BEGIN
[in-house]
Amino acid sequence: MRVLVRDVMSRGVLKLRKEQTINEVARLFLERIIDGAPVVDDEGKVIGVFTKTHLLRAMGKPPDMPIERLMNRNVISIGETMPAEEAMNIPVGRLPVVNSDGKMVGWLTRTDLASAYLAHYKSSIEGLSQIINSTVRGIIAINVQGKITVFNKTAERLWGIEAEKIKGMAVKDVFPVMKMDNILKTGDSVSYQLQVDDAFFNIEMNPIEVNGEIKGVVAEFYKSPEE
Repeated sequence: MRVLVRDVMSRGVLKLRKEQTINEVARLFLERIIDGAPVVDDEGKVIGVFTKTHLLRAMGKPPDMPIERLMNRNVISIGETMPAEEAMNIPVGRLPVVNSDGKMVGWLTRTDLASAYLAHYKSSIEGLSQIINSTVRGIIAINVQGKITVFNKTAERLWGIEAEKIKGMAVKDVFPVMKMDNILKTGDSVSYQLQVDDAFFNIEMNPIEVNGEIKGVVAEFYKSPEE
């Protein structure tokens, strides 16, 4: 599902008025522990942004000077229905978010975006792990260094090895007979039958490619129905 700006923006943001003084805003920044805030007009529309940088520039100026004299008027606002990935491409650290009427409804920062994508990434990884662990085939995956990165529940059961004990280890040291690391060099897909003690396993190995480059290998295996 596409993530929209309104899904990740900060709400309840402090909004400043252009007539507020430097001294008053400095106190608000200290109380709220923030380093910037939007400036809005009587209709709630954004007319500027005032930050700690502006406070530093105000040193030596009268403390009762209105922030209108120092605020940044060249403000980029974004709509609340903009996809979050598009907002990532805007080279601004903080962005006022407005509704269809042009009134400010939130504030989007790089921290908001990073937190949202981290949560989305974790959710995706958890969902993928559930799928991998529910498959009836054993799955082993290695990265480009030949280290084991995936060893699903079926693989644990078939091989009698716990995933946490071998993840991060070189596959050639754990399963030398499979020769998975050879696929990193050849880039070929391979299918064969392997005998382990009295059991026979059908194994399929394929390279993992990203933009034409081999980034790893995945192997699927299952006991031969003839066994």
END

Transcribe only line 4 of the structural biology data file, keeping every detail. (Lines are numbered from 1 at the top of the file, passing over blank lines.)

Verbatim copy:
């Protein structure tokens, strides 16, 4: 599902008025522990942004000077229905978010975006792990260094090895007979039958490619129905 700006923006943001003084805003920044805030007009529309940088520039100026004299008027606002990935491409650290009427409804920062994508990434990884662990085939995956990165529940059961004990280890040291690391060099897909003690396993190995480059290998295996 596409993530929209309104899904990740900060709400309840402090909004400043252009007539507020430097001294008053400095106190608000200290109380709220923030380093910037939007400036809005009587209709709630954004007319500027005032930050700690502006406070530093105000040193030596009268403390009762209105922030209108120092605020940044060249403000980029974004709509609340903009996809979050598009907002990532805007080279601004903080962005006022407005509704269809042009009134400010939130504030989007790089921290908001990073937190949202981290949560989305974790959710995706958890969902993928559930799928991998529910498959009836054993799955082993290695990265480009030949280290084991995936060893699903079926693989644990078939091989009698716990995933946490071998993840991060070189596959050639754990399963030398499979020769998975050879696929990193050849880039070929391979299918064969392997005998382990009295059991026979059908194994399929394929390279993992990203933009034409081999980034790893995945192997699927299952006991031969003839066994």